An Untold Story of 9/11 & Why You Should Give Even on Your Worst Day
By: Tania Harris | God Conversations
It’s been 16 years since the terrorist attacks on the United States on the morning of September 11, 2001. This story – perhaps one you haven’t heard – reminds us that even on our worst days, generosity has the power to open up our world.
It was Tuesday morning, September 11, 2001 and the passengers of Delta Flight 15 were told they would be diverting from Atlanta because of a simple instrument problem. Their new destination was to be Gander, a small town in Newfoundland Canada. As 52 other aircraft joined them one by one on the tarmac, there was no denying the fact that the captain had lied to keep them calm. While the world reeled with the images of tumbling office towers, the frightened passengers huddled overnight in the cabin wondering what would happen next.
Caring for the Plane People
The next day all 10,500 disoriented passengers disembarked and 10,400 unsuspecting townspeople lurched into action. Within hours volunteers of all ages gathered to care for the ‘plane people’ as they came to be called. Buses arrived in convoy to ferry the passengers to their temporary homes. High schools, meeting halls and lodges were converted to mass lodging areas. Food was prepared by the residents, local restaurants provided free meals and bakeries worked tirelessly to provide enough fresh bread. Every need was thoughtfully considered and meticulously provided for; medical attention for the sick and pregnant, entry to the laundromats for fresh clothes; even day-excursions on cruises across the lake or hikes in the forest.
Three days later, the passengers of Delta 15 boarded their aircraft a radically different group. As one flight attendant tells, the trip home was more like a chartered party flight than a rescue mission. Passengers chatted eagerly; calling each other by name, swapping stories and exchanging phone numbers.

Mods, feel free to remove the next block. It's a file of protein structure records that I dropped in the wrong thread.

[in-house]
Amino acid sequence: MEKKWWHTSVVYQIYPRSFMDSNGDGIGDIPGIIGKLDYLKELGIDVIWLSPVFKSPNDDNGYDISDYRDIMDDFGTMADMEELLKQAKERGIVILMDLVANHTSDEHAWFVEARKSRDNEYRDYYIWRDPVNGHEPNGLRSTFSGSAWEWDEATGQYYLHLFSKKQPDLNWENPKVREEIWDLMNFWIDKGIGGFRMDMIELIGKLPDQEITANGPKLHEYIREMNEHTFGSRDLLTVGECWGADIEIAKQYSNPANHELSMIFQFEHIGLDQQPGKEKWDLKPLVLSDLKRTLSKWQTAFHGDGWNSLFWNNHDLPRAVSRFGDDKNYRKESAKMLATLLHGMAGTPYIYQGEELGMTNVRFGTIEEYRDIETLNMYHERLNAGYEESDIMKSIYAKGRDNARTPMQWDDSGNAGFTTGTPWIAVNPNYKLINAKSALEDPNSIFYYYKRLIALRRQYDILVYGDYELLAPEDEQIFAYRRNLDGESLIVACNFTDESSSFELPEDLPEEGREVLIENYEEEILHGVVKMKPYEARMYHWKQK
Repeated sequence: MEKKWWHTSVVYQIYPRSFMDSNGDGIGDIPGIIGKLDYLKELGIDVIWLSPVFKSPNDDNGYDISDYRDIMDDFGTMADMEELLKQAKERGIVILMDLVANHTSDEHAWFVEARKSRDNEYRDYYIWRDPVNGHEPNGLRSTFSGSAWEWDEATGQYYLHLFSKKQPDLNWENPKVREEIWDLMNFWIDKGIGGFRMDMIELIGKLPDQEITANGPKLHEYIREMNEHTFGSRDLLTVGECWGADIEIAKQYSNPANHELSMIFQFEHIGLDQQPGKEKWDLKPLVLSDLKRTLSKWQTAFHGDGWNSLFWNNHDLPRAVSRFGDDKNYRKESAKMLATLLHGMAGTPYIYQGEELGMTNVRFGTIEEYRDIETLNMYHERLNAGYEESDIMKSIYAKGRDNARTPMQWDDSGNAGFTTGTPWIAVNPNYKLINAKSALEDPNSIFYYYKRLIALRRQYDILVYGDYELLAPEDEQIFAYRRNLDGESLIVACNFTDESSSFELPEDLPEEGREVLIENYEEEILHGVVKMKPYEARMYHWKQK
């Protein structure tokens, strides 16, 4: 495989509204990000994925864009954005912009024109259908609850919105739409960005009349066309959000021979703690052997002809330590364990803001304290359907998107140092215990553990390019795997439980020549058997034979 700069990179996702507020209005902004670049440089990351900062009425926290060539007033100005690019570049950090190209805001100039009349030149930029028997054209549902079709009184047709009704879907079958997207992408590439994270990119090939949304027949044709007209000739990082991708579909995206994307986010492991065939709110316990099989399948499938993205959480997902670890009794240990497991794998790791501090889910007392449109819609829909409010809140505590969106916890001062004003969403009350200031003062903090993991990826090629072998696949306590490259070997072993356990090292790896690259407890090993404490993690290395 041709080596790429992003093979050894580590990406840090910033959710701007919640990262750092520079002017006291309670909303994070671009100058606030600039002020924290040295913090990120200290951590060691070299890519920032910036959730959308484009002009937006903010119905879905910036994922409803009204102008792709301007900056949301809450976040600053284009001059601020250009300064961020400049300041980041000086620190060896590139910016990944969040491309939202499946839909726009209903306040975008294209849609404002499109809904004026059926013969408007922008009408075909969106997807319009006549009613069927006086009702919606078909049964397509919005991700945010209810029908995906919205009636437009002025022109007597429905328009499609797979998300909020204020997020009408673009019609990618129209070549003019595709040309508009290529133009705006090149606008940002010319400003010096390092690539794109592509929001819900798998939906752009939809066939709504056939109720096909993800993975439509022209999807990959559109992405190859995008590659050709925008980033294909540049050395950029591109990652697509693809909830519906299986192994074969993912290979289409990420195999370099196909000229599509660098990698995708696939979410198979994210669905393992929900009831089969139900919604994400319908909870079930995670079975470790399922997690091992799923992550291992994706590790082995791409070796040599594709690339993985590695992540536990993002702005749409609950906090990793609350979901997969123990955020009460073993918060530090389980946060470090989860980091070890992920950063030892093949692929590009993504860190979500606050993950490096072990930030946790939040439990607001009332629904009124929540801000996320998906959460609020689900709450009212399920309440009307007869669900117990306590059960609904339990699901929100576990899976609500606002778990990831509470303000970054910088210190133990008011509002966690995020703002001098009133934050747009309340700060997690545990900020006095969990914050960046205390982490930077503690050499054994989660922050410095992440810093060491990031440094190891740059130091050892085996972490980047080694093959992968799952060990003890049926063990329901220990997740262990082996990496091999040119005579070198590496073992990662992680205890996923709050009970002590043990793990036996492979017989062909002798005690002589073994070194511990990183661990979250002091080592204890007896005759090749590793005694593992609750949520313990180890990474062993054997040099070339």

The trip ended with an announcement across the cabin PA. In appreciation for the gracious hospitality they’d received, a passenger pledged to set up a trust fund to provide college scholarships for the town’s high school students. The response was instantaneous. A quick whip around from the passengers raised $14,000.
The World of the Generous
An ancient biblical proverb says: “The world of the generous gets larger and larger” (Proverbs 11:24-25, MSG) and in this story it’s easy to see how. As the rest of the world was paralysed by fear and terror, the people of Gander changed theirs through strident and determined generosity. Though small in number, they surrendered their agendas, balked inconvenience and outrageously gave, hosting the complete strangers like royalty. In turn their generosity provoked the hearts of the passengers who gave to each other in friendship; a generosity that then spilled back into the town and continues to multiply today. Fifteen years have passed since 9/11 and the “Delta 15 fund” has boomed to over $1.5 million, assisting over 130 students in their college education.
Such is the power of generosity. It starts with a little, that when released, grows and builds with every gesture until it tumbles headlong into a tumult of blessing. The simple act of giving has the potency to attract more blessing than it ever started with. It’s a principle that works for every person in every situation – even on one of the world’s worst days.
Even When it’s Difficult
But what if it’s difficult to give – when things are going wrong around us or when there’s not enough in the cupboard for ourselves? It’s likely the residents of Gander asked themselves the same question. Giving isn’t always convenient or easy, but it’s never dependent on what we don’t have. True generosity begins in the heart. It starts with a decision to open to others ahead of ourselves. So whether it’s to open your house to give a meal, open your car door to offer a ride, open your heart to pay a compliment or open your schedule to listen, the return will always be reciprocating hearts, new connections and lessons that stimulate growth. In other words, a larger world.
There’s a corollary to the proverb too. While the world of the generous grows; “The world of the stingy gets smaller and smaller.” It may be challenging to give when we don’t feel like it, but this is when we need generosity the most. At the point where we feel like shutting down, the best thing we can do is open our hearts. We can always give because giving is an attitude. No matter what we have, we can choose to open our hearts and share what’s inside. The townspeople of Gander have shown us that our world will be better for it.
Article supplied with thanks to God Conversations.
About the Author: Tania Harris is a pastor, speaker, author and the founder of God Conversations.